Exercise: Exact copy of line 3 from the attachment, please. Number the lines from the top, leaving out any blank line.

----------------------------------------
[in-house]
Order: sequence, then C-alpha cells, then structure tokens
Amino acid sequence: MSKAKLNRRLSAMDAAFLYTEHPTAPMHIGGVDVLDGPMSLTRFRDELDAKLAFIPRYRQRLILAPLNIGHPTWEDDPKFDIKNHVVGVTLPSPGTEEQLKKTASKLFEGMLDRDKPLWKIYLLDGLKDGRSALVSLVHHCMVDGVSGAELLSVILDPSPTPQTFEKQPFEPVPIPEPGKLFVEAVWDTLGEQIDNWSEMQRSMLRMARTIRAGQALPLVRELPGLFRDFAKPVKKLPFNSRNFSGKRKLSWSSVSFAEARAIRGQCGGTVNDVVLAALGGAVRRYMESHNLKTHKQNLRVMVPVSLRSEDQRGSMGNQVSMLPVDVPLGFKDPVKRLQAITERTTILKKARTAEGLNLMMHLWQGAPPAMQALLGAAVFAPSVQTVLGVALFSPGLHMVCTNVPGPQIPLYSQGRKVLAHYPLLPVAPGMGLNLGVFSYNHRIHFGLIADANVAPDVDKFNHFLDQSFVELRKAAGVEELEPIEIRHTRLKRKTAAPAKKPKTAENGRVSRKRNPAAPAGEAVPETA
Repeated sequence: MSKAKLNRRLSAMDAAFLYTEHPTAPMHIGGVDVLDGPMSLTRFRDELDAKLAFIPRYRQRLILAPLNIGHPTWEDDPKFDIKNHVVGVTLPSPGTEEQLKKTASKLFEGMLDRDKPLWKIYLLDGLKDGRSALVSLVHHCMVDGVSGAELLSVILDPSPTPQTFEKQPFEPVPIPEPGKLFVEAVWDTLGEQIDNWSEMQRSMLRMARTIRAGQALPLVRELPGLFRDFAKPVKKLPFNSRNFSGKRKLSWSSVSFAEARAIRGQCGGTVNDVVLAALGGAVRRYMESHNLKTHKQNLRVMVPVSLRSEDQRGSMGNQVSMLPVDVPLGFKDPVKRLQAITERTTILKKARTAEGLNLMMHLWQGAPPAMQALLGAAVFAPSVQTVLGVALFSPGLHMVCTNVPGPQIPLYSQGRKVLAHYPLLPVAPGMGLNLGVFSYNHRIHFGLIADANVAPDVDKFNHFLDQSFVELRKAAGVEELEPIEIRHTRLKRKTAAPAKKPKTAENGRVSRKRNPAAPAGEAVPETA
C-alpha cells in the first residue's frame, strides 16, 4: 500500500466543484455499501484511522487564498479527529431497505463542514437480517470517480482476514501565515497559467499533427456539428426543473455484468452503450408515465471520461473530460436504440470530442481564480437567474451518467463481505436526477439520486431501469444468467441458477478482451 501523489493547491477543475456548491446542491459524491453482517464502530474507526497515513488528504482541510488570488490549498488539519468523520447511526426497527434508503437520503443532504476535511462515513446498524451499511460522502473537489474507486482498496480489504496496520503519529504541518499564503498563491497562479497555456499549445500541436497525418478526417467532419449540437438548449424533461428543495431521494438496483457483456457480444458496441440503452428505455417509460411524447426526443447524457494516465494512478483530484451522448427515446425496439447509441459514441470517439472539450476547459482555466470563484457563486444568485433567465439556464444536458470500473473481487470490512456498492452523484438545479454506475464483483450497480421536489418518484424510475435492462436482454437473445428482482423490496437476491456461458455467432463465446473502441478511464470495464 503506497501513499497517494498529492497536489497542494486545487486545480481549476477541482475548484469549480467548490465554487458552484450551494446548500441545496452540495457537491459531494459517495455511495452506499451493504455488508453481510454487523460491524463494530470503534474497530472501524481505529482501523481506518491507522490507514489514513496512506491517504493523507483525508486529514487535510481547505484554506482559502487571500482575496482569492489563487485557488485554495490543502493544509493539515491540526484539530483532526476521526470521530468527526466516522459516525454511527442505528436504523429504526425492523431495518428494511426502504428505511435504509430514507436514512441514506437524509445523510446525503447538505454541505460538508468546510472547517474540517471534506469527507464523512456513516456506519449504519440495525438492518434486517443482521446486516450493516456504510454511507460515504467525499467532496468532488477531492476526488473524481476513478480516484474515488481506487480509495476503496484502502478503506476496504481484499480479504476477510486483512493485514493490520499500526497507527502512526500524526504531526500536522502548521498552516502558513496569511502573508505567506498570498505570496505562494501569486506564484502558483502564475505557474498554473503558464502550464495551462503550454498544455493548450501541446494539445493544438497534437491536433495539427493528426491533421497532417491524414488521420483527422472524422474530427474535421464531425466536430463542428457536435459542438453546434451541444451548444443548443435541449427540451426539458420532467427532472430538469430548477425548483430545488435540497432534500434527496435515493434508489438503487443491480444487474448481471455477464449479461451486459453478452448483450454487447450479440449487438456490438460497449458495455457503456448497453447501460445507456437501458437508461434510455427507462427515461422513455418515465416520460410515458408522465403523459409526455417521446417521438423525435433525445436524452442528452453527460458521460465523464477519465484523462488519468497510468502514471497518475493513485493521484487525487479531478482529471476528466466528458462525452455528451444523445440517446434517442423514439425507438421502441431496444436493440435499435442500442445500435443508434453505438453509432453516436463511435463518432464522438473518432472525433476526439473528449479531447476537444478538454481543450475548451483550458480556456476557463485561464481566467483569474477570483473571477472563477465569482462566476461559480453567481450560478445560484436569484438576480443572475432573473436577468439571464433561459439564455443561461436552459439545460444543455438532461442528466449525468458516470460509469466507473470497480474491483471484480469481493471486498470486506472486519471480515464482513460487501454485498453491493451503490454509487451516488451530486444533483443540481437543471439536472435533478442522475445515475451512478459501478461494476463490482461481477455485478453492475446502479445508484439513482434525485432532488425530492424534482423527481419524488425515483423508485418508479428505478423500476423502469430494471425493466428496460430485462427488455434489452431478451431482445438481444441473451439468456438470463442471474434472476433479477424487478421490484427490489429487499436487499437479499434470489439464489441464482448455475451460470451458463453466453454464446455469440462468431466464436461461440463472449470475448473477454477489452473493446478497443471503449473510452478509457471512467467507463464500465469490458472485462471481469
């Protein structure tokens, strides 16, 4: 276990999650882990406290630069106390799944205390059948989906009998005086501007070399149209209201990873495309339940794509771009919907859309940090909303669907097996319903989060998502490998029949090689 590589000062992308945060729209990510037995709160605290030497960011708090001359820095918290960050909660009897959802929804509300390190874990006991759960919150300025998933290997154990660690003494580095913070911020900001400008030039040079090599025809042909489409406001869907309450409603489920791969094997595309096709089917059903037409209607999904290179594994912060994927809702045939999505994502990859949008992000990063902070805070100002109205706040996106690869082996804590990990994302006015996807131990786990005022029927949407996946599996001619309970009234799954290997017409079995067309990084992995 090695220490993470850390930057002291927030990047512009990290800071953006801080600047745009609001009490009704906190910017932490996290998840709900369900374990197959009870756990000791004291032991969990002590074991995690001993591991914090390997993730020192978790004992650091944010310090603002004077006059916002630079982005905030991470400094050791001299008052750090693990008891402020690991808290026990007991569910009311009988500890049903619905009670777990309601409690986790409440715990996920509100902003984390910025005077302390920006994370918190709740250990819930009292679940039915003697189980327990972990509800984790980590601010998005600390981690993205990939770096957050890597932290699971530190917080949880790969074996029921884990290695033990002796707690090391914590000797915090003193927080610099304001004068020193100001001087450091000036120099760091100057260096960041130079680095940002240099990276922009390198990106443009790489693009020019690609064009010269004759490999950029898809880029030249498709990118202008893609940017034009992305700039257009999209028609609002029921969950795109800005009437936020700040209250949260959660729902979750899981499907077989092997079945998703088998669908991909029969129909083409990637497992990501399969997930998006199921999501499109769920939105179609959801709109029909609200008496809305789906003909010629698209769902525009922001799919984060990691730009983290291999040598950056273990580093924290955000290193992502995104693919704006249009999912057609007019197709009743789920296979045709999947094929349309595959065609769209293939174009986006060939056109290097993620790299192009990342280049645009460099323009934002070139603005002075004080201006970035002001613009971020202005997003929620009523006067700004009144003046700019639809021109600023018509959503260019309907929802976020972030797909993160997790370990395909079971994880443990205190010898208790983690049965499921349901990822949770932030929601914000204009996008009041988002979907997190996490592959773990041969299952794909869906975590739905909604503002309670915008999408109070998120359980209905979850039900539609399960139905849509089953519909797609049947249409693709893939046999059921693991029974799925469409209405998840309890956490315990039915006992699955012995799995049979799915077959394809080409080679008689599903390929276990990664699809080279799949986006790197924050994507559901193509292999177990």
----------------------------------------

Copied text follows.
Amino acid sequence: MSKAKLNRRLSAMDAAFLYTEHPTAPMHIGGVDVLDGPMSLTRFRDELDAKLAFIPRYRQRLILAPLNIGHPTWEDDPKFDIKNHVVGVTLPSPGTEEQLKKTASKLFEGMLDRDKPLWKIYLLDGLKDGRSALVSLVHHCMVDGVSGAELLSVILDPSPTPQTFEKQPFEPVPIPEPGKLFVEAVWDTLGEQIDNWSEMQRSMLRMARTIRAGQALPLVRELPGLFRDFAKPVKKLPFNSRNFSGKRKLSWSSVSFAEARAIRGQCGGTVNDVVLAALGGAVRRYMESHNLKTHKQNLRVMVPVSLRSEDQRGSMGNQVSMLPVDVPLGFKDPVKRLQAITERTTILKKARTAEGLNLMMHLWQGAPPAMQALLGAAVFAPSVQTVLGVALFSPGLHMVCTNVPGPQIPLYSQGRKVLAHYPLLPVAPGMGLNLGVFSYNHRIHFGLIADANVAPDVDKFNHFLDQSFVELRKAAGVEELEPIEIRHTRLKRKTAAPAKKPKTAENGRVSRKRNPAAPAGEAVPETA